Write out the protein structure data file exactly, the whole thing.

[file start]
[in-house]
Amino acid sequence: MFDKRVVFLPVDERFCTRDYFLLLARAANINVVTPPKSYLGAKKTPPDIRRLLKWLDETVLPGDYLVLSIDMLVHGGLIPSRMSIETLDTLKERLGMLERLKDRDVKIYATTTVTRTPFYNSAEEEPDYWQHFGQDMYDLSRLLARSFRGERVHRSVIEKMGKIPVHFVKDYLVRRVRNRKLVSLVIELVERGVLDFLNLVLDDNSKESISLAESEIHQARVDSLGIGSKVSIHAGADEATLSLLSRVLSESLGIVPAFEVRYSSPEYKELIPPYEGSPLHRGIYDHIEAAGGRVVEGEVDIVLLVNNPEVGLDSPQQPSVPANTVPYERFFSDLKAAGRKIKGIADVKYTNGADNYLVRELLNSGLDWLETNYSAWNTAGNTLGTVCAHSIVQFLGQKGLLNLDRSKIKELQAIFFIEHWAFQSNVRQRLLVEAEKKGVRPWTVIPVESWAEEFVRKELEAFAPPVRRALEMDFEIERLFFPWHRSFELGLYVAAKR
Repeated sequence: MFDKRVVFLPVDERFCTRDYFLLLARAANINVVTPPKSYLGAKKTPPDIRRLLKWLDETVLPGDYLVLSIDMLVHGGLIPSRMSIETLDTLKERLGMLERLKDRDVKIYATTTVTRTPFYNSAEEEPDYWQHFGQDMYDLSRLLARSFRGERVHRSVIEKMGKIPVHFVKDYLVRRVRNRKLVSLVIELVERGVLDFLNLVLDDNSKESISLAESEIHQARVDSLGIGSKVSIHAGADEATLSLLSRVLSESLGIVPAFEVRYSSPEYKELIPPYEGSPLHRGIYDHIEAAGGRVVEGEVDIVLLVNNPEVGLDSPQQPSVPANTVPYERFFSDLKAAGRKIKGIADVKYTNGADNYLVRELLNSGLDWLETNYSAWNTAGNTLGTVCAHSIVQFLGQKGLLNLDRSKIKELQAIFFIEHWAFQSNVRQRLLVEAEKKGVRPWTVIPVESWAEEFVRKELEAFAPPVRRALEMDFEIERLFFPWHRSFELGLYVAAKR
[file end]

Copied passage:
[in-house]
Amino acid sequence: MFDKRVVFLPVDERFCTRDYFLLLARAANINVVTPPKSYLGAKKTPPDIRRLLKWLDETVLPGDYLVLSIDMLVHGGLIPSRMSIETLDTLKERLGMLERLKDRDVKIYATTTVTRTPFYNSAEEEPDYWQHFGQDMYDLSRLLARSFRGERVHRSVIEKMGKIPVHFVKDYLVRRVRNRKLVSLVIELVERGVLDFLNLVLDDNSKESISLAESEIHQARVDSLGIGSKVSIHAGADEATLSLLSRVLSESLGIVPAFEVRYSSPEYKELIPPYEGSPLHRGIYDHIEAAGGRVVEGEVDIVLLVNNPEVGLDSPQQPSVPANTVPYERFFSDLKAAGRKIKGIADVKYTNGADNYLVRELLNSGLDWLETNYSAWNTAGNTLGTVCAHSIVQFLGQKGLLNLDRSKIKELQAIFFIEHWAFQSNVRQRLLVEAEKKGVRPWTVIPVESWAEEFVRKELEAFAPPVRRALEMDFEIERLFFPWHRSFELGLYVAAKR
Repeated sequence: MFDKRVVFLPVDERFCTRDYFLLLARAANINVVTPPKSYLGAKKTPPDIRRLLKWLDETVLPGDYLVLSIDMLVHGGLIPSRMSIETLDTLKERLGMLERLKDRDVKIYATTTVTRTPFYNSAEEEPDYWQHFGQDMYDLSRLLARSFRGERVHRSVIEKMGKIPVHFVKDYLVRRVRNRKLVSLVIELVERGVLDFLNLVLDDNSKESISLAESEIHQARVDSLGIGSKVSIHAGADEATLSLLSRVLSESLGIVPAFEVRYSSPEYKELIPPYEGSPLHRGIYDHIEAAGGRVVEGEVDIVLLVNNPEVGLDSPQQPSVPANTVPYERFFSDLKAAGRKIKGIADVKYTNGADNYLVRELLNSGLDWLETNYSAWNTAGNTLGTVCAHSIVQFLGQKGLLNLDRSKIKELQAIFFIEHWAFQSNVRQRLLVEAEKKGVRPWTVIPVESWAEEFVRKELEAFAPPVRRALEMDFEIERLFFPWHRSFELGLYVAAKR